The United States has protested formally China's failure to buy about $475 million in American grain, the first time Peking has reneged on a trade agreement with Washington since diplomatic ties were reestablished, diplomats said today.
A formal oral protest was made to Chinese Ambassador Zhang Wenjin in Washington earlier this month, the diplomats said, and followed up by expressions of "dissatisfaction" in Peking.
Diplomatic sources did not identify who made the protest in Washington, but said it was conveyed "at a very high level."
U.S. Trade Representative William E. Brock lodged the protest with the Chinese ambassador "to express disappointment that the terms of the agreement have not been fulfilled," according to a spokesman for the trade representative's office.
With the exception of China's cancellation of a cultural accord last year, retaliation for granting asylum to Chinese tennis star Hu Na, it was the first time that Peking has failed to honor an agreement with the United States since the two countries established diplomatic relations in 1979, diplomats said.
Although western diplomats had said they expected China to renege on its commitment to buy between 6 million and 8 million metric tons of American grain this year, the Chinese have steadfastly insisted that they will honor the grain agreement.
Today's disclosure, however, raises questions about China's reliability in international agreements at a time when it is trying to attract foreign investment.
Peking frequently boasts of its reputation for honoring international agreements. In fact, just two days ago, Chinese leaders, including paramount leader Deng Xiaoping, pointed to their record in honoring international agreements to reassure British Prime Minister Margaret Thatcher and jittery Hong Kong residents that China would keep its word to maintain a capitalist system in Hong Kong for 50 years after it reverts to Chinese sovereignty.
"There is no question that the failure to meet the commitment does reflect upon the general fidelity of China to its contracts," a diplomat said.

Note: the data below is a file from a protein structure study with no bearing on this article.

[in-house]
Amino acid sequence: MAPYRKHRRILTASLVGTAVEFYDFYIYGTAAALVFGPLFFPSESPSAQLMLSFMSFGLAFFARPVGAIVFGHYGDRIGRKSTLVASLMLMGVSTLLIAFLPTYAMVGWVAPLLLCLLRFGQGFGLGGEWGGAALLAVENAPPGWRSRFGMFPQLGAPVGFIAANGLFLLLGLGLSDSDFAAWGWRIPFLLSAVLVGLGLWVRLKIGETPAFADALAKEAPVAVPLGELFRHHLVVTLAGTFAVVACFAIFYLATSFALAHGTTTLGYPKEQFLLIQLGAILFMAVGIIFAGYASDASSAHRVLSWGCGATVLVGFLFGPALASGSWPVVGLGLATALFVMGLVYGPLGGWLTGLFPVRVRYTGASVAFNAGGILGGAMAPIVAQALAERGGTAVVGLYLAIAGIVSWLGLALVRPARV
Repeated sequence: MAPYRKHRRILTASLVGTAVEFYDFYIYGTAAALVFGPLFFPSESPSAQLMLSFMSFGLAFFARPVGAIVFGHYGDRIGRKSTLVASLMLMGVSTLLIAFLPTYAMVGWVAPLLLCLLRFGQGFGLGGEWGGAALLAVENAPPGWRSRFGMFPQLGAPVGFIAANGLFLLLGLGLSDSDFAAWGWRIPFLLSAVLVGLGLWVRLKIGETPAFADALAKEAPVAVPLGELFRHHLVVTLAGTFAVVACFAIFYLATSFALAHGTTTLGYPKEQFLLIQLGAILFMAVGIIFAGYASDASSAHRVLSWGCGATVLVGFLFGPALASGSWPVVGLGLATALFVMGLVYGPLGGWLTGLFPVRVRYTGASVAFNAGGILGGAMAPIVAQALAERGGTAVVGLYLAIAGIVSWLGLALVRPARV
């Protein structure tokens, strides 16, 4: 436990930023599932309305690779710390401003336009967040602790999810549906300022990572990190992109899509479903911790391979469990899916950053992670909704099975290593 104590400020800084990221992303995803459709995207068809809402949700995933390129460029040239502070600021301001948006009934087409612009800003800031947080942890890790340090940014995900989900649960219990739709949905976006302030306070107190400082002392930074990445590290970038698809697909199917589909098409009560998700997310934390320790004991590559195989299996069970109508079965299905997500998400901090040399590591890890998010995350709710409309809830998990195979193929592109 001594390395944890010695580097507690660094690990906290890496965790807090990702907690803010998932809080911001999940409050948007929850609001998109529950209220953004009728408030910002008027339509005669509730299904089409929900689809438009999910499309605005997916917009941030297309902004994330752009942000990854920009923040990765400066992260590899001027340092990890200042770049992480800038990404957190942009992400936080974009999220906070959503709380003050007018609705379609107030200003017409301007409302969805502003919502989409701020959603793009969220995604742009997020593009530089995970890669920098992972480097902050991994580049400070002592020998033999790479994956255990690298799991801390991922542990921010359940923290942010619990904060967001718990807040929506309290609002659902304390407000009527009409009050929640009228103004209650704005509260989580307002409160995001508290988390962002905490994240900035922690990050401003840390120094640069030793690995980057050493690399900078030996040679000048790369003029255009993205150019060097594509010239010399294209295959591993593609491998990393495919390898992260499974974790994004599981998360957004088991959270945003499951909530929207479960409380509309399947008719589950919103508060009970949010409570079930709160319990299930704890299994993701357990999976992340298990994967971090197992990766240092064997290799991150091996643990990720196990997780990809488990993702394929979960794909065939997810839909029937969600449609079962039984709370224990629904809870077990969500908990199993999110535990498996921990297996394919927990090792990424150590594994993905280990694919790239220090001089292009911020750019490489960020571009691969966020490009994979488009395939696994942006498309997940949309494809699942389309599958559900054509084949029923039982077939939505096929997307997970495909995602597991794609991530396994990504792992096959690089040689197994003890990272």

Under a four-year agreement that expires at the end of this year, Peking is obligated to buy and ship at least 6 million metric tons of U.S. wheat or corn annually. For the first two years, China exceeded its commitment. But last year Peking fell short about 2.2 million metric tons and as of late November, had purchased only 4.4 million metric tons in 1984, for a total shortfall of 3.8 million metric tons valued at approximately $475 million.
"The present grain agreement is lapsing and there won't be a new grain agreement," one diplomat said.
He said the formal protest was lodged about two weeks after a U.S. Department of Agriculture delegation held talks in Peking Nov. 20. At that time, the U.S. delegation, led by Richard Smith, administrator of the department's Foreign Agricultural Service, expressed its "deep disappointment" over China's noncompliance with the agreement.
Chinese officials have given no specific reason for not purchasing the grain, but have complained about prices and the discovery of the pesticide ethylene dibromide (EDB) in the wheat shipments, a diplomat said.
Because of bumper harvests, China has less need for American grain today than when the deal began in 1981. In addition, Peking is known to be unhappy over the recent tightening of U.S. textile import rules.